Reply 8, posted (11 years 1 month 3 days 9 hours ago) and read 1890 times:
Few airlines and their responses;
Ryanair - Let me take a couple after landing but said it was against company policy.
Palmair - No problems.
Lufthansa - No problems, asked if I wanted to take some more when I was leaving the aircraft.
Iberia - Never had a problem yet.
Air Southwest - No problems.
Air China - As soon as they noticed told me to stop, but next time I flew with them said it was OK.
Generally, keep the camera hidden by your side, I know its difficult if its something like a 300D and if your really unsure just don't get it out until all the FA's are seated for take off or landing. I find it always helps to talk to the passenger next to you, just so they know that your not a terrorist with a camera! Taking pictures at the back of the plane is best to ask about as its so obvious.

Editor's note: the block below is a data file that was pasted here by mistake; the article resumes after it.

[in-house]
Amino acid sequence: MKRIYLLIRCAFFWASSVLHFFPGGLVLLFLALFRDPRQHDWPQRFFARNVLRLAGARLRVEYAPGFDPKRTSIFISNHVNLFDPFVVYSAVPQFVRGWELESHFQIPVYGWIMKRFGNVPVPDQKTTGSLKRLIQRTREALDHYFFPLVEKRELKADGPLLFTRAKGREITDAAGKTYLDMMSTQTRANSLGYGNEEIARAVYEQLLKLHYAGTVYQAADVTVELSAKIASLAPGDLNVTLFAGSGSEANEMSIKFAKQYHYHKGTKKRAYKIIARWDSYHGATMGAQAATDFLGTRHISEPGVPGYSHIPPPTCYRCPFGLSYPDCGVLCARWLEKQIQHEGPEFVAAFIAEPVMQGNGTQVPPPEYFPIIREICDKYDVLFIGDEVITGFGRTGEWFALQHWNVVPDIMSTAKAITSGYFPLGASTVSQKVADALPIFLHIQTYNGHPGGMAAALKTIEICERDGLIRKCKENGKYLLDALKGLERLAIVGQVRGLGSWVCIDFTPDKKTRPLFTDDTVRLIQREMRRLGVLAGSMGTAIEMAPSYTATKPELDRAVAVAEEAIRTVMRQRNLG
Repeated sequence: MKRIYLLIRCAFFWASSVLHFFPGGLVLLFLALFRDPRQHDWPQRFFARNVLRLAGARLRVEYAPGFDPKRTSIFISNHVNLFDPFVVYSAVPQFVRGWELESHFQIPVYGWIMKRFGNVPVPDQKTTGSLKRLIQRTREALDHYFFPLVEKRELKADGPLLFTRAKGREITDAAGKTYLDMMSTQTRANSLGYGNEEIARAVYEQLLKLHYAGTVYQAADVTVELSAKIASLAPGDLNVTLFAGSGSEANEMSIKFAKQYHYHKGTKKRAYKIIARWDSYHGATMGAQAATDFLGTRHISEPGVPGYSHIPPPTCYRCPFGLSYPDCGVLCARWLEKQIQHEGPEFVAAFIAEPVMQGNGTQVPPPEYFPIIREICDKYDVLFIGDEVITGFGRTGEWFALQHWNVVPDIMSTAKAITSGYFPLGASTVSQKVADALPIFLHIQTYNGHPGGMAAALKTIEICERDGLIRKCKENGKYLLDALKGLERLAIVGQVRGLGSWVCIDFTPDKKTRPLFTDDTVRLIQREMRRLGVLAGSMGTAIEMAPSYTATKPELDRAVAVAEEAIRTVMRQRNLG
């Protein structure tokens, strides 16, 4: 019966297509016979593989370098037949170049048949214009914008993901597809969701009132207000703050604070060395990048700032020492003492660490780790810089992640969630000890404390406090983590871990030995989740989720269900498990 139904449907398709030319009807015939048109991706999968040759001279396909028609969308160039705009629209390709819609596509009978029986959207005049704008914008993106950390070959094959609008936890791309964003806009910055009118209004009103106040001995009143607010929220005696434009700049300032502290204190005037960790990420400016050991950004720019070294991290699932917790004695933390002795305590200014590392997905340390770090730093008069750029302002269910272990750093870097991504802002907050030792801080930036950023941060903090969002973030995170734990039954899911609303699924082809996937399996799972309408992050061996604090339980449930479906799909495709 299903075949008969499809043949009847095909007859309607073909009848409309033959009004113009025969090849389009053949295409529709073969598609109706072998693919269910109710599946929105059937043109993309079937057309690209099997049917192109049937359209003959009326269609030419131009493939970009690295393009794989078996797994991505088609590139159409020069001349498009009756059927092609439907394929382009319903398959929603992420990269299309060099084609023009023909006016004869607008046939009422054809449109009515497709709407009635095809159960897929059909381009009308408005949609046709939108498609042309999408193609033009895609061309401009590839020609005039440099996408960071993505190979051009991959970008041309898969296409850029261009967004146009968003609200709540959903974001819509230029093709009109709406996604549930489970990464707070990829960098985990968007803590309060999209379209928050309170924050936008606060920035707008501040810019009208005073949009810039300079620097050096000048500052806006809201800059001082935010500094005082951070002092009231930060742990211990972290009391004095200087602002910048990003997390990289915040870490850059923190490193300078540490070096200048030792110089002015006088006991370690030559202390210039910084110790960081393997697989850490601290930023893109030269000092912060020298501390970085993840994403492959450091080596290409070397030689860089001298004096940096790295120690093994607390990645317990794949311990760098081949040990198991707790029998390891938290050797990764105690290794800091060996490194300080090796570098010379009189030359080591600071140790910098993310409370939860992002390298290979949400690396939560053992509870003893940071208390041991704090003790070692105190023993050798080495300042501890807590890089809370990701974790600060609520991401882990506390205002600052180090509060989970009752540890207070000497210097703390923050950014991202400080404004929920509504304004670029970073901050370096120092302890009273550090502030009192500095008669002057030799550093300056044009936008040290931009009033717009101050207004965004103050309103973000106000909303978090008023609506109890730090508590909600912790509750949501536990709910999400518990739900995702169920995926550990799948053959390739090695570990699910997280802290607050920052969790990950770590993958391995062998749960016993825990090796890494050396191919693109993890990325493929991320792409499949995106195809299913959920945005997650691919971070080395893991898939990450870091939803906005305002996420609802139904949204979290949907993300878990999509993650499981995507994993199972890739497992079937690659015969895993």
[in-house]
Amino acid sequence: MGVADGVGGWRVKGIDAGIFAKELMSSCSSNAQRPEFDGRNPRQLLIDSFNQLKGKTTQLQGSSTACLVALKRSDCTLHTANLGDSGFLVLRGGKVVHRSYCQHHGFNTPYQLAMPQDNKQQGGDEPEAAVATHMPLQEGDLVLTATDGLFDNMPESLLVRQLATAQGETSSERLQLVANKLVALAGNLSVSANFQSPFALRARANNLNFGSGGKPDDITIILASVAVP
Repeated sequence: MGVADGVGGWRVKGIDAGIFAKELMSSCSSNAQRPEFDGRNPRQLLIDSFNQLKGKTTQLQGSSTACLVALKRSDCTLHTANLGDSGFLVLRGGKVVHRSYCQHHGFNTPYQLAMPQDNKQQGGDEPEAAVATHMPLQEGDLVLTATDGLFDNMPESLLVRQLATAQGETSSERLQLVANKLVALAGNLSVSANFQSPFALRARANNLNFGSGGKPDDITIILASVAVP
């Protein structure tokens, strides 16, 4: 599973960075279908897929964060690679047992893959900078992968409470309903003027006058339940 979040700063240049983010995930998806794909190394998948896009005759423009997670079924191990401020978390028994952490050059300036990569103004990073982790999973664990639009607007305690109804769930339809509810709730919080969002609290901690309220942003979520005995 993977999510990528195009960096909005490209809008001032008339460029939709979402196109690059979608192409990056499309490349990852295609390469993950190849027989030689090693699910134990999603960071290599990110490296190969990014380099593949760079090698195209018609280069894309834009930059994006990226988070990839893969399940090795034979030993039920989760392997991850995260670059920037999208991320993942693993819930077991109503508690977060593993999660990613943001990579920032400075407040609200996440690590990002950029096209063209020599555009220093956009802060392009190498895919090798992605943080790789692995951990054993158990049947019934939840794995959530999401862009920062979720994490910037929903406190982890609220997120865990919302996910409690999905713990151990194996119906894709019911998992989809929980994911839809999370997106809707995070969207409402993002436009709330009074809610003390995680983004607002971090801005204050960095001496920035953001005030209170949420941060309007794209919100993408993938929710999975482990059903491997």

...love is just a camouflage for what resembles rage again...
Glennstewart From Australia, joined Jun 2003, 1124 posts, RR: 52
Reply 9, posted (11 years 1 month 3 days 8 hours ago) and read 1876 times:
Add to that.........
(I hardly take cabin shots)
Qantas: Out of about 50 flights where I've asked, only one Captain has refused flight deck. One of the head flight attendants upon seeing me on one recent flight, asked me if I wanted shots at the end of the flight.
I've been asked if I've wanted to take more elsewhere by some pilots too.
Cathay: Out of 3 flights where I asked:
1 x Said flat no, but flight attendant gave me a bottle of Champaign to compensate (very nice)
1 x Yes, but no photos
1 x Yes, and as many photos as I liked
Virgin Blue: Never refuse - always allowed cockpit shots
Respected users.... If my replies are useful, then by all means...
Q330 From Australia, joined Dec 2003, 1460 posts, RR: 19
Reply 11, posted (11 years 1 month 3 days 8 hours ago) and read 1860 times:
Glenn , I never knew CX allowed jumpseats...
SA, he didn't say anything about jumpseats, I think he means flight deck visits at the end of the flight. I'd find it extremely hard to believe that CX allows jumpseat rides for passengers.
The only time I've been denied the opportunity for cockpit photos after a Qantas flight was when an FA said it wasn't allowed for safety reasons (obviously not true!). I'm pretty sure the pilots wouldn't have minded at all.